“I really thought that Lou [Reed] was a talent. It just needed careful handling. Sometimes it happened, and sometimes it didn’t.” – John Cale

“Crack Cloud was a project born out of recovery. There’s a certain involvement when you go through rehab and you do the work, the reconciliation. I think that nuance has never left us, in terms of our conviction when making art.” – Zach Choy of Crack Cloud

“[In my youth] I just wanted to leave town instead of trying to figure out how to solve everything because I really didn’t have the support around me to actually figure out how to survive in the spaces that I was in.” – Indigo De Souza

“It’s more of an emotional album. It feels more tender than New Long Leg. There’s bits in it that are more romantic, as well, even just the soundscapes and stuff.” – Florence Shaw of Dry Cleaning

“The album goes to dark places, it goes to weird places. It’s not just a straightforward 10 songs of nice folk pop.” – Emily Sprague of Florist

“I think we had all probably been quietly freaking out at home [during lockdown] and then felt a sense of relief, and release, when we could all get together and play music again.” – Alexis Taylor of Hot Chip

“I intentionally don’t have a smart phone, I deliberately created a barrier. Without getting too sci-fi we are all becoming so permanently fused with technology you wonder what’s coming next? A computer in our head perhaps?” – Lael Neale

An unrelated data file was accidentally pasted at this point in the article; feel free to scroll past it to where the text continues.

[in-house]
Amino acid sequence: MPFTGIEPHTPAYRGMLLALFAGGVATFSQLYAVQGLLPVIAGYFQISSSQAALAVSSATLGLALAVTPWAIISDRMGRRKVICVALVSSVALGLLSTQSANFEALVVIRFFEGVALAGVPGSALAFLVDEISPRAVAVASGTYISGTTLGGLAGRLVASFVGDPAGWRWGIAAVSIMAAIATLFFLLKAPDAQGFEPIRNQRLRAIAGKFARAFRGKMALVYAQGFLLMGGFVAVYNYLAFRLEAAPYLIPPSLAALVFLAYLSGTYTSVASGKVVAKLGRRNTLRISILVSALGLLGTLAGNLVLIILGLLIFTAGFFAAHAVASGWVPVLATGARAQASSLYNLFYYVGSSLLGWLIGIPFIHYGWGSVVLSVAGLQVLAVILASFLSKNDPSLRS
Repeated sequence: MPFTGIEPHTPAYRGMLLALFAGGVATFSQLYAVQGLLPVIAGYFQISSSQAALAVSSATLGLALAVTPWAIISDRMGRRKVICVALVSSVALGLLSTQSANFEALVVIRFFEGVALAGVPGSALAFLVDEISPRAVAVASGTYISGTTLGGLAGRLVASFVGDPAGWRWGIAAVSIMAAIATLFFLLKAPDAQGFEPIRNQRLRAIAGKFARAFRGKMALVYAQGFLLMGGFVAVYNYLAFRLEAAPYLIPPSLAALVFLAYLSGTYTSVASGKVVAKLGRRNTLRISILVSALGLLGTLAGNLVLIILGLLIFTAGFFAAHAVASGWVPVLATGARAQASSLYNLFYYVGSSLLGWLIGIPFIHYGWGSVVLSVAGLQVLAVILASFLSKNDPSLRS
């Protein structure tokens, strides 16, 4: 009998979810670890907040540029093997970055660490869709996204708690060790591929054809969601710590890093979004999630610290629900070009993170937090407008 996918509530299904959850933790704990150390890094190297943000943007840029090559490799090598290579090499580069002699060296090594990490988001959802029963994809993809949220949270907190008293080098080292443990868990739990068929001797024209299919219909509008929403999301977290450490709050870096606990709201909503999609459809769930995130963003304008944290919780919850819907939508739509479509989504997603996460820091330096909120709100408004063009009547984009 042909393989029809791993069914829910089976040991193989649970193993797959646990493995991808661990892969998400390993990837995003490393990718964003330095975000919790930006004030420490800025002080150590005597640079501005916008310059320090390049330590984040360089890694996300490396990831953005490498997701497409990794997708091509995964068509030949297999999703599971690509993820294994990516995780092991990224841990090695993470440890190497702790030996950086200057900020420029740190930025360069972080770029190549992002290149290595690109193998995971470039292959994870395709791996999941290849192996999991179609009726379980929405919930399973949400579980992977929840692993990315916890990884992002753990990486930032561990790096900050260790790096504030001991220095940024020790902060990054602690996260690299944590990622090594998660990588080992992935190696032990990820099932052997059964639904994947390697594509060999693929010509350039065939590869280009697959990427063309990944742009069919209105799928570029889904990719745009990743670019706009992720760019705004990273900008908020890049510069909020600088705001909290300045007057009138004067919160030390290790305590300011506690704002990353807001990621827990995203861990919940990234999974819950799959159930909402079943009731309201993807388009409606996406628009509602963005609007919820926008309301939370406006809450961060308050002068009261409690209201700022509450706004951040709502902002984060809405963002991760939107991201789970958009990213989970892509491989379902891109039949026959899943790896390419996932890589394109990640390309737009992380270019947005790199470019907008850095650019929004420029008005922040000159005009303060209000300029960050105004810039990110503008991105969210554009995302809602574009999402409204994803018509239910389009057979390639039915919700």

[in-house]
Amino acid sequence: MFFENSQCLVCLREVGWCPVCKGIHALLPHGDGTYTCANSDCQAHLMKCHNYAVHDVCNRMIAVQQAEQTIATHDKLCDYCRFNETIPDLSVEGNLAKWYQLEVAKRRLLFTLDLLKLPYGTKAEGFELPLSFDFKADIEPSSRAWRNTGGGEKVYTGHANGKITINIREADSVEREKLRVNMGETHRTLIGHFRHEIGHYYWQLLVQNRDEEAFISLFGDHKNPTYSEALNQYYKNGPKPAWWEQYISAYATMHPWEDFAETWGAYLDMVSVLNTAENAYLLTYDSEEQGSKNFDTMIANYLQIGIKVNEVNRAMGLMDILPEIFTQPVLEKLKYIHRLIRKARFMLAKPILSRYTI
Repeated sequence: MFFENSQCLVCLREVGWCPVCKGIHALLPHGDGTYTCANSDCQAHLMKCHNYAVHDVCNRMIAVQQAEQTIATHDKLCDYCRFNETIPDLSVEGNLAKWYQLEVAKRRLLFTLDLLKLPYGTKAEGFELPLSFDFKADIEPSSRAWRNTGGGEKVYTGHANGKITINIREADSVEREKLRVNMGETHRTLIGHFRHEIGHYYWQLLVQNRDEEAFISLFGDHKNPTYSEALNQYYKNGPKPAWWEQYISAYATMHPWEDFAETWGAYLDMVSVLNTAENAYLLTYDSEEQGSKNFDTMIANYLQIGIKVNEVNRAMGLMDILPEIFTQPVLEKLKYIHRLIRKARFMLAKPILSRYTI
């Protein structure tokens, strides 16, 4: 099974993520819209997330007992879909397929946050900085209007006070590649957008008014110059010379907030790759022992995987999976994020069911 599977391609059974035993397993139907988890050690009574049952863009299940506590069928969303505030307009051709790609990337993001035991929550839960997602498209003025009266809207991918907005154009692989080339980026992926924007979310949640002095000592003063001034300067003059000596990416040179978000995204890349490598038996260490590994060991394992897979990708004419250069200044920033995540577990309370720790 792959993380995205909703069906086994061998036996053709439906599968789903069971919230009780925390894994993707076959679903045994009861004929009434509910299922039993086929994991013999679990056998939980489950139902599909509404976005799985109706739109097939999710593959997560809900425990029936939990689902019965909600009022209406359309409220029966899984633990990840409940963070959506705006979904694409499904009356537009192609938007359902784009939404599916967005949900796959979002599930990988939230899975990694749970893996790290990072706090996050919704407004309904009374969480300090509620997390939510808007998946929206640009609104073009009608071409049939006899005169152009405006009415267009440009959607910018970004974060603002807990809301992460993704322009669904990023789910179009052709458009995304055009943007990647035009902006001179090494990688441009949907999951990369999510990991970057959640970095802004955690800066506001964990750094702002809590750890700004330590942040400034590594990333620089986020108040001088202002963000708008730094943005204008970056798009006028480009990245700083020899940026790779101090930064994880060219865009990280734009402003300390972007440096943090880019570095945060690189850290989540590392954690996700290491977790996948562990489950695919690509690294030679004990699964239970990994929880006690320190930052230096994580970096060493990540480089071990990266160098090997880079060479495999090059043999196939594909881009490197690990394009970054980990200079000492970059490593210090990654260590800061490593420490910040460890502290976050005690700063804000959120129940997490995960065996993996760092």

“I’m glad I started 20 years ago. If I was a young artist now, I don’t know how I’d cut it. You really have to love yourself to be an artist nowadays. That can be hard for artists like me.” – M83

“When you’ve been writing for a long time, you just get sick of the idea of picking up an acoustic guitar and playing some chords and singing along with it. It just seems so boring.” – Carl Newman of The New Pornographers

“It’s not just wanting to look pretty and be a legend. That is how it’s always been for me, whether or not people were paying attention.” – Angel Olsen

“I found being a parent incredibly confusing. Going to the school gates in the midst of writing a song was really jarring.” – Beth Orton

“My grandfather was a hairdresser and he always cut my hair. And when he died I wouldn’t let anyone else cut my hair so I’ve been doing it myself since.” – Thomas Mars of Phoenix

“Every single song was like, ‘I have to write this or I’m going to explode.’” – Caroline Rose

“There was so much social unrest, collective reckoning and educating on American history and racial identity that it pushed me to go deeper into my own family history.” –SASAMI

“I think the word is maturity. We play for longer. We take it more seriously.” – Charlie Steen of Shame